Using the AWS SDK in the Browser

AppPack was designed with security front-and-center. One of the tenets we followed was that users should never have to provide us their AWS access keys. Almost everything that happens in the AppPack CLI and web dashboard involves direct communication between the user and their AWS account without proxying any information through AppPack itself.

Calling the AWS API from the command line is not all that novel, but doing it in the browser is interesting enough for a blog post 😄

The AppPack Dashboard

Our dashboard at is a static site served from an S3 bucket behind Cloudfront.

screenshot of AppPack's web dashboard

It uses the AWS SDK for JavaScript to allow the user to pull data directly from their AWS account via the browser.

Inspecting the Network

We can verify this is happening by inspecting the network calls that are happening via the browser's developer tools. Here's an example of what you might see when loading the AppPack Dashboard:

screenshot of web browser development tools showing network connections

If we lump all the AWS subdomains together, content is loaded from four hosts.

  • This is the static content for the site that is loaded from S3
  • This endpoint handles authentication (via Auth0). It returns a JWT that we will pass to AWS and exchange for temporary access keys (more on that later).
  • This endpoint is hosted by AppPack and returns a list of applications and AWS roles associated with the user (identified via JWT). It's important to note that no authorization or access keys are handled at this step. That's all between the user and AWS.
  • * From here out, all the network calls happen directly between the user's browser and their AWS account.

Getting from JWT to AWS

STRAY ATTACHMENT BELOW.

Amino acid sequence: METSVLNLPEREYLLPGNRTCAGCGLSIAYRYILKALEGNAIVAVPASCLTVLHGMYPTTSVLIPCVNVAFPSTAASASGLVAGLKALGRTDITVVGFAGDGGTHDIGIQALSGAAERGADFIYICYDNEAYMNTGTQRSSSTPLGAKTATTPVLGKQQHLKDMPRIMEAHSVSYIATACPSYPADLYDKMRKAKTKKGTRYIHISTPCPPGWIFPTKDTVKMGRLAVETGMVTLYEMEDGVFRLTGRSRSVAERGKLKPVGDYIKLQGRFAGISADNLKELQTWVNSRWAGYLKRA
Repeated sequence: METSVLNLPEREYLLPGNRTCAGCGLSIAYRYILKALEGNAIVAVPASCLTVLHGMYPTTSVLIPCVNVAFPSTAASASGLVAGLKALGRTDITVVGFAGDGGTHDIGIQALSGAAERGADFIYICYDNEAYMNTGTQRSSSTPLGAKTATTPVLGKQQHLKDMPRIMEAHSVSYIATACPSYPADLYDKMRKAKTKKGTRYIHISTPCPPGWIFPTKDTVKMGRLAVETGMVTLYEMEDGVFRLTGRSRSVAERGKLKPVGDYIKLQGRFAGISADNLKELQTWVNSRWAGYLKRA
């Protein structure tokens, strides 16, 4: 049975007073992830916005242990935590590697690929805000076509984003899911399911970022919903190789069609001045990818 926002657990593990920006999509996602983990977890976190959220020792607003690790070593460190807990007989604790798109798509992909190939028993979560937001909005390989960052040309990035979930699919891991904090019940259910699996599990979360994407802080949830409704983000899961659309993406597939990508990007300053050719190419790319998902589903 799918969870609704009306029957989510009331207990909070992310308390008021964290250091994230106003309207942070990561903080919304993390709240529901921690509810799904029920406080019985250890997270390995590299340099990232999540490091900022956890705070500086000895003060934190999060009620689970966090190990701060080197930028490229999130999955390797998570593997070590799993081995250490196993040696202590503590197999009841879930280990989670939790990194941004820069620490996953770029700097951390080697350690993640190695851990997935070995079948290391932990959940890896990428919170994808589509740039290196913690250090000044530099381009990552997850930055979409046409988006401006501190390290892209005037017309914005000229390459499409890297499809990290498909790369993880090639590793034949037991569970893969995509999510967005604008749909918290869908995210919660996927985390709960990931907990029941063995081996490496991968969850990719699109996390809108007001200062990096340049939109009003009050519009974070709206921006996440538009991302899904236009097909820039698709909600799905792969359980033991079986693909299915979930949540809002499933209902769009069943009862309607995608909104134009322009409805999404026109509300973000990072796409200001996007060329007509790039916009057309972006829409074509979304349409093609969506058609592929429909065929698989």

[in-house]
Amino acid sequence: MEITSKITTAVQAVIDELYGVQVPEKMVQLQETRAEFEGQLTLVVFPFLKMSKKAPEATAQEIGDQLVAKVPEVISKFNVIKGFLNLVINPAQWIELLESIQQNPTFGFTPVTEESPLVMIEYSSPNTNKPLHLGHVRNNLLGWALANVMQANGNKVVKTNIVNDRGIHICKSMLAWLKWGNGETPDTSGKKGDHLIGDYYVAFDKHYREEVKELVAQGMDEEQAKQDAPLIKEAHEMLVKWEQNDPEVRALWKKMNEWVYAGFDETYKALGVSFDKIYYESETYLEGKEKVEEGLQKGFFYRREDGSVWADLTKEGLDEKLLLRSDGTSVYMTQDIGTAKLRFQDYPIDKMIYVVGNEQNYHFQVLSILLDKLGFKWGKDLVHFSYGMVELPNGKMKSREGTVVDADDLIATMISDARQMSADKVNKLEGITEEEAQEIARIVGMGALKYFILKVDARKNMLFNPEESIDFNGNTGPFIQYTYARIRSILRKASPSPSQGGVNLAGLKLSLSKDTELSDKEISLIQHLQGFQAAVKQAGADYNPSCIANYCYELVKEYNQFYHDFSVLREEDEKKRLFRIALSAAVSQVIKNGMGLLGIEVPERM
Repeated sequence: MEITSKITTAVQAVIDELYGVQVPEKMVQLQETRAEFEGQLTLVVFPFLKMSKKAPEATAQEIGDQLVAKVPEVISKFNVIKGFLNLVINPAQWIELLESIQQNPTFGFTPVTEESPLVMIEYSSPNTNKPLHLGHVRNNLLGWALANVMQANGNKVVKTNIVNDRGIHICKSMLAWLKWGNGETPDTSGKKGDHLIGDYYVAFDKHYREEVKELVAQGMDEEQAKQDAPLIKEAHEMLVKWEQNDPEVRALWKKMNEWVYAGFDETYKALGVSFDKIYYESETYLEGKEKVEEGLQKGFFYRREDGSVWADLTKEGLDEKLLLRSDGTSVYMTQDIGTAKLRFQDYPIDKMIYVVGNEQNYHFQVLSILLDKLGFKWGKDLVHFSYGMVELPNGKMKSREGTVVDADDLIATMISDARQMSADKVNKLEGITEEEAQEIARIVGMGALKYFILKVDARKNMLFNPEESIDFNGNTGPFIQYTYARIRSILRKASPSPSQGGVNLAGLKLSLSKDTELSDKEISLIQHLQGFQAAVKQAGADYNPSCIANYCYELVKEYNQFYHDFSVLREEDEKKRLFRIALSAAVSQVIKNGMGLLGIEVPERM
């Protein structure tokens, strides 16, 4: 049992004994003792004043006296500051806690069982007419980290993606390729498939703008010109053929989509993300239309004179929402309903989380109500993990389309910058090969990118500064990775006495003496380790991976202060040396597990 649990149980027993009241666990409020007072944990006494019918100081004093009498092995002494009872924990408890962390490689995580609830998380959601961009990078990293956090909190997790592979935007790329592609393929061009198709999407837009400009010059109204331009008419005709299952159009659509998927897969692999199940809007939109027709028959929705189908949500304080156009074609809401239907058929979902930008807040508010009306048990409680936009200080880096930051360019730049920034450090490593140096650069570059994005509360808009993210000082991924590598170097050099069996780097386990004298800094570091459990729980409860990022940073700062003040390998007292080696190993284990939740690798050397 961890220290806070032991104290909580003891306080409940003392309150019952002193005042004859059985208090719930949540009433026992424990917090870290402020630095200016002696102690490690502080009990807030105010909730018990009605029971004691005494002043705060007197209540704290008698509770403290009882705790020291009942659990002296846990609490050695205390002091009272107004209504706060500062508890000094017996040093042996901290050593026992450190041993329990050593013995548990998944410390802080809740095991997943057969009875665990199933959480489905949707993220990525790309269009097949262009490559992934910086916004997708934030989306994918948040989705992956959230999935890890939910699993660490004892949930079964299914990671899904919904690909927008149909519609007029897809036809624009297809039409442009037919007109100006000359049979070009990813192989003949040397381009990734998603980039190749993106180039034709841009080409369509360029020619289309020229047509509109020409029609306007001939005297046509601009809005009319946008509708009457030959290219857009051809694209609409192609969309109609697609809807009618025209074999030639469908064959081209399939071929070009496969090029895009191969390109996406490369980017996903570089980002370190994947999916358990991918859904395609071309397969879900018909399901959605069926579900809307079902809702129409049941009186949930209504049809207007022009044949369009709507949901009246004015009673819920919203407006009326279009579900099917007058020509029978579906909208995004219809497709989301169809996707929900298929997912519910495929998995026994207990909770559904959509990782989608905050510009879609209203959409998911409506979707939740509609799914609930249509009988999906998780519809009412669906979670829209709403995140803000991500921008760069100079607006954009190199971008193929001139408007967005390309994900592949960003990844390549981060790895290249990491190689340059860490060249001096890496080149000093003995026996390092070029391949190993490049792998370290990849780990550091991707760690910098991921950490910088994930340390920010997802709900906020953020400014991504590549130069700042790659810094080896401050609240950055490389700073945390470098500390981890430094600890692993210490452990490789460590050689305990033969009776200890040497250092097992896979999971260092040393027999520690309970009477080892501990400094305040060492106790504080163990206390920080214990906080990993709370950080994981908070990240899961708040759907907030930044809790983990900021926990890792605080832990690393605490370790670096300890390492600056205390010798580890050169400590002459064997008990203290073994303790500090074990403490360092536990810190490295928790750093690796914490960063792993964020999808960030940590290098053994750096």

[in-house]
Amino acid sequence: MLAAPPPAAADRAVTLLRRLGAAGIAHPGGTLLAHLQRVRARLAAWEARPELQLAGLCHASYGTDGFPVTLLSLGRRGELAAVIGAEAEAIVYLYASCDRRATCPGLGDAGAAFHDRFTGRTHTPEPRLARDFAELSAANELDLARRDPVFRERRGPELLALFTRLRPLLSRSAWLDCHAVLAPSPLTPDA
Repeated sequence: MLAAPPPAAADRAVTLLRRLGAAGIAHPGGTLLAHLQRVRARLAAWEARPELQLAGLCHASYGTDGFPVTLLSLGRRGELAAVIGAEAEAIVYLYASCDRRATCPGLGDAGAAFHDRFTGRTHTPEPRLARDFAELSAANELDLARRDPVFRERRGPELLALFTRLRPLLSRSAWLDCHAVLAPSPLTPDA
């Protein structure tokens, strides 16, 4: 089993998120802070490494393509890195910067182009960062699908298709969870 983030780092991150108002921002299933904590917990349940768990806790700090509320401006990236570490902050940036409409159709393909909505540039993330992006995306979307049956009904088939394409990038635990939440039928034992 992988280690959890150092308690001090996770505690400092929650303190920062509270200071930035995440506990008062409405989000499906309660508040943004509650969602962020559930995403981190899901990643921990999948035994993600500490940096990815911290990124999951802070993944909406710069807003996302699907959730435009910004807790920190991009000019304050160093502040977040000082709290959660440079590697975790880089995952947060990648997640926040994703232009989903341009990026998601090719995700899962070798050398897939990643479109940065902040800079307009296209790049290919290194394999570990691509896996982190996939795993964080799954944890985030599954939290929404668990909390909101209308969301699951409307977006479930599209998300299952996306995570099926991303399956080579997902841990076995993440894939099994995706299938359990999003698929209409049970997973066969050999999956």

JWT's get a lot of flack and rightfully so. They are often misused and complex enough that they are easy to parse incorrectly. For this scenario, however, they are a perfect fit. The user needs to authenticate and then prove their identity to a third-party (AWS). To minimize the chances of AppPack messing up token handling, we let Auth0 handle token generation and have AWS do the parsing and verification.

For (responsible for listing the apps and roles for the user), we use a JWT authorizer attached to an API Gateway.

Once the user chooses an application to view, we can use the AWS API to trade the user's JWT for credentials scoped to that app's management role. AWS provides the AssumeRoleWithWebIdentityCommand API for this. That code looks something like this:

import { STSClient, AssumeRoleWithWebIdentityCommand } from "@aws-sdk/client-sts";
const client = new STSClient({ region: region });
const command = new AssumeRoleWithWebIdentityCommand({
RoleArn: roleArn,
RoleSessionName: arbitraryName,
WebIdentityToken: jwt,
const response = await client.send(command);
// this object contains your access keys


If you're still following what's going on, you'll realize there is something missing. The user has been authenticated (authn), but how is authorization (authz) being handled? In other words, how do we know the user with this JWT is allowed to act on behalf of the role provided.

AWS handles this part for us too! During AppPack setup, an OpenID Connect (OIDC) identity provider (IdP) is created in AWS for AppPack. This allows us to create a trust policy on individual AWS IAM roles which gives access to specific users that have been authenticated via AppPack.

As I mentioned in the intro, AppPack was designed with security in mind. Keeping authz in the end-user's AWS account makes it fully auditable (via the AWS CLI or web console) and removes AppPack as a middle-man in that transaction. If AppPack were to have a horrible bug that started sending the wrong app role names to a user, they wouldn't be able to do anything with them because authz (via AWS IAM) would block that user from assuming the role.

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Rodney Dangerfield looking at confusing equations

Building this was a good example of the double-edged sword of AWS. It favors flexibility and composability at the expense of simplicity. I was shocked when I first learned this workflow was even possible 🤯. But with all that flexibility and configurability comes a lot of complexity.

From the outside, it's easy to feel like you're looking at a big box of LEGO and wondering how the heck you're going to build a replica Millenium Falcon from it.

lego millenium falcon

via funkblast1

With AppPack, we're trying to sort through that box for you, pre-assemble some of the complex pieces and provide building blocks that any developer can use without years of pain experience.